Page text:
Friday, August 12, 2011

In Defense of the 100pt Rating System

A growing community of wine bloggers have become increasingly negative towards using a Robert Parker inspired 100 point wine rating system for reviewing wines with many alternatives suggested. Citing such complaints as the system is subjective and that it cannot truly be standardized across the industry: one writer’s “90” is another’s “88”. That is true, however, my main argument to this complaint is that all rating systems are subjective – by nature. There can never truly be a definitive rating system for anything remotely artistic. Ideally, a consumer finds a trusted voice and learns how the individual reviewer applies whatever rating system they employ.

In defense of the 100-point rating system, I offer the following arguments, or, at the very least, an explanation as to why I use the scale.

1. Familiarity
The simple genius of the 100-point scale is that, at its core, it is very simple to understand and very familiar. Everyone can relate to a percentage-based, out-of-100 type of system because we’ve lived with these types of scores throughout our academic lives. From math tests to essays to book reports we are subjected to a rating where perfection, a perfect “100” is the ultimate goal to be achieved and where you were awarded 50+ points just for showing up (more on this last point below). A simple glance at the result of two tests where one is scored "90" and the other "89", you immediately know which one is the better result. Now, I always hope that a visitor to my site will read the full description of a wine’s characteristics rather than simply glancing at the score, however, should they choose not to, I’m confident that, more often than not, the higher scored wine will give them more drinking pleasure.

2. A word-based rating system always needs an explanation
How is anyone to know at a quick glance that “Amazing” is better than “Extraordinary” without the reviewer explaining this? Why this doesn’t work without a glossary or accompanying chart at the ready at all times, is that these words have their own predefined unique meanings and they only relate to the quality of a wine by way of context, which, itself, is completely subjective. Even worse, the reviewer who avoids defining the words and their relevance to a rating system at all and simply uses them in their literal means as a way to categorize the wines reviewed. “Honey, I feel like an “Amazing” wine tonight. Oh right, you’re still on your “Extraordinary” kick. Well, I suppose we can pick a “Satisfactory” wine as a compromise.” Yikes.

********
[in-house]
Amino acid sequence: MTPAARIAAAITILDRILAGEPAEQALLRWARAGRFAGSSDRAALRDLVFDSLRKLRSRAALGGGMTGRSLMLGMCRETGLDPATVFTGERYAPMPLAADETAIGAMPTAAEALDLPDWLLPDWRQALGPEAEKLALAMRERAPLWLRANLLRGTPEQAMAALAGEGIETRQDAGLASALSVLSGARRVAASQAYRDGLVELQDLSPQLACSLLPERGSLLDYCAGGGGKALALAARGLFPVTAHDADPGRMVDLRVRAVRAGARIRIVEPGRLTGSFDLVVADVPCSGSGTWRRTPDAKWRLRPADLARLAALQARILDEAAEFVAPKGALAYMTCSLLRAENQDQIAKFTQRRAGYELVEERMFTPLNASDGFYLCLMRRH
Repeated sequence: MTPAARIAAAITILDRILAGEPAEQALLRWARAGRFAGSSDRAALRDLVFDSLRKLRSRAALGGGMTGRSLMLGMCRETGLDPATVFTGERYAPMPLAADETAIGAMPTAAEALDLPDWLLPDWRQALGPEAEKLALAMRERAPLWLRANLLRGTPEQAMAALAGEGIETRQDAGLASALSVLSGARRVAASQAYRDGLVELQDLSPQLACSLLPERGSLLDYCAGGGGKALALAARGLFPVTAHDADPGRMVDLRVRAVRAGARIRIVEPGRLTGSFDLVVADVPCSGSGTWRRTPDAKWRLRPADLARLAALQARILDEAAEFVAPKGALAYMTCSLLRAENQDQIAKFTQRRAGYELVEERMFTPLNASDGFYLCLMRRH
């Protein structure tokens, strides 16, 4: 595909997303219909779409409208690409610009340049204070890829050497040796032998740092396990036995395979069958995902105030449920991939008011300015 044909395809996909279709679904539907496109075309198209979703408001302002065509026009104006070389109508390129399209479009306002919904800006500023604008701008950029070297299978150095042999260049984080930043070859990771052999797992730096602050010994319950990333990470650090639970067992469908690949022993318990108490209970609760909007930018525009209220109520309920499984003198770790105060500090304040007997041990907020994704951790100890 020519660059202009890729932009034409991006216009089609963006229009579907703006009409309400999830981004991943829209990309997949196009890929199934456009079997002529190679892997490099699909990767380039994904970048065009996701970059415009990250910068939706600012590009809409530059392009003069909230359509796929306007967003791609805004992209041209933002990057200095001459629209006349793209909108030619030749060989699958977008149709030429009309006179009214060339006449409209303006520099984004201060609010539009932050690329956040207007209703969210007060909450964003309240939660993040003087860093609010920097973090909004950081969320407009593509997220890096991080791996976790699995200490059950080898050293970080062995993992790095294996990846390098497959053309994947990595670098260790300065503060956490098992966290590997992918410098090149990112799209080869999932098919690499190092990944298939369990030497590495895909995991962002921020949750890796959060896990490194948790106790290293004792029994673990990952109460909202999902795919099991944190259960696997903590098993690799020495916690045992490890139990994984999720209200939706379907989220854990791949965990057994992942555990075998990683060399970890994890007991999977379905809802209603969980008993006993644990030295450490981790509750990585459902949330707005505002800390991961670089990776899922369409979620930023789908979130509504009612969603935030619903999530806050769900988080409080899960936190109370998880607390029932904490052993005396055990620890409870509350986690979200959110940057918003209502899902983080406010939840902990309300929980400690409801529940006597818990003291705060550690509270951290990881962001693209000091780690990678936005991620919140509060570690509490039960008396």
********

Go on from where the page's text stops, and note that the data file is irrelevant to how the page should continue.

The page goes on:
3. Alternative systems lack latitude
A star-based rating system doesn’t provide a wide enough spectrum within which to work. Granted, a 100 point scale is usually limited to the 80-95 point range (95+ point wines being exclusive and anything under 80 points isn’t worth the effort), but at least you have more room to work with. My favourite Canadian wine publication, "Vines", using the star rating system in their buyer's guide and although I love their write-ups I doubt that even they think that all of the 4 star wines are truly equal.

4. Minimum points is a red herring
Often, the criticism of the 100 point system is focused on the fact that wines get X number of points just for showing-up, which, depending on the publication, can range from 50-75 points. Decanter magazine uses both a star-based categorical approach and a 20 point scoring system, but never posts a score below 10 unless the wine was faulty. Essentially, a wine gets 10 points for showing up and being wine, not vinegar. I like to remind people that this too should be familiar to them as part of their final grade for any class back in High School was based on attendance.

When people focus on this fact I think they are missing the point that the beauty of the 100 point scale is the balance between the subtle differences of wines with the restrained flexibility with which to distinguish them. All wrapped-up in an immediately recognizable and familiar format.